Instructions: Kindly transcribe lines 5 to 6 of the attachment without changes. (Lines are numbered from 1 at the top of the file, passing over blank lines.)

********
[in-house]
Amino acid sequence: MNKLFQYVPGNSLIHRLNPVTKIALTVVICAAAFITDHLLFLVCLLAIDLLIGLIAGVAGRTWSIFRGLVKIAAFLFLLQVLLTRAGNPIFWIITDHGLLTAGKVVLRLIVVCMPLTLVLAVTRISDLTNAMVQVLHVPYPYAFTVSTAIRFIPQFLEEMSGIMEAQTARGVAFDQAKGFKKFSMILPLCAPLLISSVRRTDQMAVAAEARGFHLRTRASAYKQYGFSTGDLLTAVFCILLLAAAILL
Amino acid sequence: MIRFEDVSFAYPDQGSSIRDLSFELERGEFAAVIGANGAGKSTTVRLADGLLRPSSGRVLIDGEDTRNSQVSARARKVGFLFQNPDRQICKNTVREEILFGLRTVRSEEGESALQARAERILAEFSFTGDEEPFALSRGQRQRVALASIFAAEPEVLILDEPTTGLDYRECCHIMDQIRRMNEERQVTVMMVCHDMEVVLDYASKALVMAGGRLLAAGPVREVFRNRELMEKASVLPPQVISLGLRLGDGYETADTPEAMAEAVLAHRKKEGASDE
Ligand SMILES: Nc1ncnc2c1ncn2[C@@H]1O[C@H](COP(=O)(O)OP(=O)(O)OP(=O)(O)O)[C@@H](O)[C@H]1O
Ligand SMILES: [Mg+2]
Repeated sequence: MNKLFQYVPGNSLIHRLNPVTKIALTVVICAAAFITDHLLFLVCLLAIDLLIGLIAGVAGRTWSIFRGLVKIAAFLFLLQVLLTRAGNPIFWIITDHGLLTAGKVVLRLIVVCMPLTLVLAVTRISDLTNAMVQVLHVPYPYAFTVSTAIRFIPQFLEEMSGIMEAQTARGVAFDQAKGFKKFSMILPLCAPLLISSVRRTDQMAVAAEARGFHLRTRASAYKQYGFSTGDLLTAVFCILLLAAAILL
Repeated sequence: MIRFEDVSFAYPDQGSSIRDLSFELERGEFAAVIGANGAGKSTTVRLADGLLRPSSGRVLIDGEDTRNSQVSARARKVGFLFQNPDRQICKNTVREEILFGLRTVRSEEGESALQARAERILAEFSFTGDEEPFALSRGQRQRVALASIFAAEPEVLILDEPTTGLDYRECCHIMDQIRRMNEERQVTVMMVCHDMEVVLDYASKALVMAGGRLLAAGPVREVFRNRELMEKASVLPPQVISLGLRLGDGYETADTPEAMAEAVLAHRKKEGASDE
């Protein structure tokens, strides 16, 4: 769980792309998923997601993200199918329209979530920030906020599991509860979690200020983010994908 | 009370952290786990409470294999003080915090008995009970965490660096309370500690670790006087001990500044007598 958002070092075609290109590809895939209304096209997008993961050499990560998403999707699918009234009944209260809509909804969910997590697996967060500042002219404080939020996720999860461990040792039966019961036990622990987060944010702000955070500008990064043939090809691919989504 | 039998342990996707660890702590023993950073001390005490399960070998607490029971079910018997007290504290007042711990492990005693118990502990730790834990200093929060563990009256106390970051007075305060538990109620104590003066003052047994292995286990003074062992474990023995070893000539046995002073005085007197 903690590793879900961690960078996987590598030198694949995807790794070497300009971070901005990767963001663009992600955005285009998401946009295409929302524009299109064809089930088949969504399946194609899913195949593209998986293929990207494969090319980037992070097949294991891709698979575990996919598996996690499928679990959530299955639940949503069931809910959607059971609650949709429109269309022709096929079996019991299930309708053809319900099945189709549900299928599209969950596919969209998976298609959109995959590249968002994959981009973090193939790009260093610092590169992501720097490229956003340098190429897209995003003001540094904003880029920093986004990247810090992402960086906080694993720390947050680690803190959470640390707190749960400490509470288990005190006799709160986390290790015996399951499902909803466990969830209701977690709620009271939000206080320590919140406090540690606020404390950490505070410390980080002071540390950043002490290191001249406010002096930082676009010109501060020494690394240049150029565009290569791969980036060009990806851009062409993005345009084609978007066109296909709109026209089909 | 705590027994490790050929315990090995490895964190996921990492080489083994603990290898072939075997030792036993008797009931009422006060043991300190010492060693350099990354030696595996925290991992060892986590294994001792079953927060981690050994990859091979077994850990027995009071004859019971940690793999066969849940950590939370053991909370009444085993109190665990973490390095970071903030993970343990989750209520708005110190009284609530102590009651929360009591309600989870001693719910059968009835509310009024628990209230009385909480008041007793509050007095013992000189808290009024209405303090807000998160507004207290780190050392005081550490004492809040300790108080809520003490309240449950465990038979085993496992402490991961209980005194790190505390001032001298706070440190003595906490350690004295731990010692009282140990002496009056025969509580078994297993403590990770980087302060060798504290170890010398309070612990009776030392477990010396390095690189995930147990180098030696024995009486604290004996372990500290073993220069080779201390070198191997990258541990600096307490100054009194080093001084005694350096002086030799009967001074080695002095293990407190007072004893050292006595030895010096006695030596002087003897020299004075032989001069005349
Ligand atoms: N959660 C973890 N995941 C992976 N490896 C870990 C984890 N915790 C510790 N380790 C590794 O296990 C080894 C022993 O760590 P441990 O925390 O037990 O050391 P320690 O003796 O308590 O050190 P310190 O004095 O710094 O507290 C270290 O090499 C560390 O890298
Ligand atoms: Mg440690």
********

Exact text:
Ligand SMILES: [Mg+2]
Repeated sequence: MNKLFQYVPGNSLIHRLNPVTKIALTVVICAAAFITDHLLFLVCLLAIDLLIGLIAGVAGRTWSIFRGLVKIAAFLFLLQVLLTRAGNPIFWIITDHGLLTAGKVVLRLIVVCMPLTLVLAVTRISDLTNAMVQVLHVPYPYAFTVSTAIRFIPQFLEEMSGIMEAQTARGVAFDQAKGFKKFSMILPLCAPLLISSVRRTDQMAVAAEARGFHLRTRASAYKQYGFSTGDLLTAVFCILLLAAAILL